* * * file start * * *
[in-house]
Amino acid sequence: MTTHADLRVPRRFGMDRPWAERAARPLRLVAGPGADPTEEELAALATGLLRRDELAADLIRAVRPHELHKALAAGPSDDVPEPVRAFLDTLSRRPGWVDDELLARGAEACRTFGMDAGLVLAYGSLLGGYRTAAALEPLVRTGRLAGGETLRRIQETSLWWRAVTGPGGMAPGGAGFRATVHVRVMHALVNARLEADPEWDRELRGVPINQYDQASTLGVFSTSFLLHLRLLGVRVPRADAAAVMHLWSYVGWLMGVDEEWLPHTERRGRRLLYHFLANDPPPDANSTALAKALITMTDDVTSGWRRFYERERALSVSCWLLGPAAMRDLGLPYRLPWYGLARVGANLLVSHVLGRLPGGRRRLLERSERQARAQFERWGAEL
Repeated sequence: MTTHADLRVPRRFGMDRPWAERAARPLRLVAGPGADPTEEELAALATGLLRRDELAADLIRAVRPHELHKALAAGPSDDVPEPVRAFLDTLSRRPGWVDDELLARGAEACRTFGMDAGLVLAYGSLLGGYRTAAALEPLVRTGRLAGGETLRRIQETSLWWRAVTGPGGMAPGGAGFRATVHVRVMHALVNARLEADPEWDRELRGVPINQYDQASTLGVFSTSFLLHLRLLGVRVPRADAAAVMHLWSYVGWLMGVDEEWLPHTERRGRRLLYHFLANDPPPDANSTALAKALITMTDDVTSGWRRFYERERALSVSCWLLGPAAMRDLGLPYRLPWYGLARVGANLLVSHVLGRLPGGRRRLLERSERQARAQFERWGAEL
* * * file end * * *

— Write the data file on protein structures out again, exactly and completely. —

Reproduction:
[in-house]
Amino acid sequence: MTTHADLRVPRRFGMDRPWAERAARPLRLVAGPGADPTEEELAALATGLLRRDELAADLIRAVRPHELHKALAAGPSDDVPEPVRAFLDTLSRRPGWVDDELLARGAEACRTFGMDAGLVLAYGSLLGGYRTAAALEPLVRTGRLAGGETLRRIQETSLWWRAVTGPGGMAPGGAGFRATVHVRVMHALVNARLEADPEWDRELRGVPINQYDQASTLGVFSTSFLLHLRLLGVRVPRADAAAVMHLWSYVGWLMGVDEEWLPHTERRGRRLLYHFLANDPPPDANSTALAKALITMTDDVTSGWRRFYERERALSVSCWLLGPAAMRDLGLPYRLPWYGLARVGANLLVSHVLGRLPGGRRRLLERSERQARAQFERWGAEL
Repeated sequence: MTTHADLRVPRRFGMDRPWAERAARPLRLVAGPGADPTEEELAALATGLLRRDELAADLIRAVRPHELHKALAAGPSDDVPEPVRAFLDTLSRRPGWVDDELLARGAEACRTFGMDAGLVLAYGSLLGGYRTAAALEPLVRTGRLAGGETLRRIQETSLWWRAVTGPGGMAPGGAGFRATVHVRVMHALVNARLEADPEWDRELRGVPINQYDQASTLGVFSTSFLLHLRLLGVRVPRADAAAVMHLWSYVGWLMGVDEEWLPHTERRGRRLLYHFLANDPPPDANSTALAKALITMTDDVTSGWRRFYERERALSVSCWLLGPAAMRDLGLPYRLPWYGLARVGANLLVSHVLGRLPGGRRRLLERSERQARAQFERWGAEL